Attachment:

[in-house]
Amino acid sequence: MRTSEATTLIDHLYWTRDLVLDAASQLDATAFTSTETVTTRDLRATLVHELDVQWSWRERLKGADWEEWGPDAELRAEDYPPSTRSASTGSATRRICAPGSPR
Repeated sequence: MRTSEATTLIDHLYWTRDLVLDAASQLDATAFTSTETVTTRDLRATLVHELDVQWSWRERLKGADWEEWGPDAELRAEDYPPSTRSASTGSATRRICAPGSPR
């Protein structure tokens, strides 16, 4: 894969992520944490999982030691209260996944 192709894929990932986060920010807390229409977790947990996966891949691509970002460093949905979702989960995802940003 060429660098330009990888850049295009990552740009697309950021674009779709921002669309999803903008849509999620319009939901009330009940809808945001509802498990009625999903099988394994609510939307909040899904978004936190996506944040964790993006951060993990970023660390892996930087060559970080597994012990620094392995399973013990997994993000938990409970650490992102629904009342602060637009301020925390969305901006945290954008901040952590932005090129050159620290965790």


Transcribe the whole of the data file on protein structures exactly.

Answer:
[in-house]
Amino acid sequence: MRTSEATTLIDHLYWTRDLVLDAASQLDATAFTSTETVTTRDLRATLVHELDVQWSWRERLKGADWEEWGPDAELRAEDYPPSTRSASTGSATRRICAPGSPR
Repeated sequence: MRTSEATTLIDHLYWTRDLVLDAASQLDATAFTSTETVTTRDLRATLVHELDVQWSWRERLKGADWEEWGPDAELRAEDYPPSTRSASTGSATRRICAPGSPR
């Protein structure tokens, strides 16, 4: 894969992520944490999982030691209260996944 192709894929990932986060920010807390229409977790947990996966891949691509970002460093949905979702989960995802940003 060429660098330009990888850049295009990552740009697309950021674009779709921002669309999803903008849509999620319009939901009330009940809808945001509802498990009625999903099988394994609510939307909040899904978004936190996506944040964790993006951060993990970023660390892996930087060559970080597994012990620094392995399973013990997994993000938990409970650490992102629904009342602060637009301020925390969305901006945290954008901040952590932005090129050159620290965790």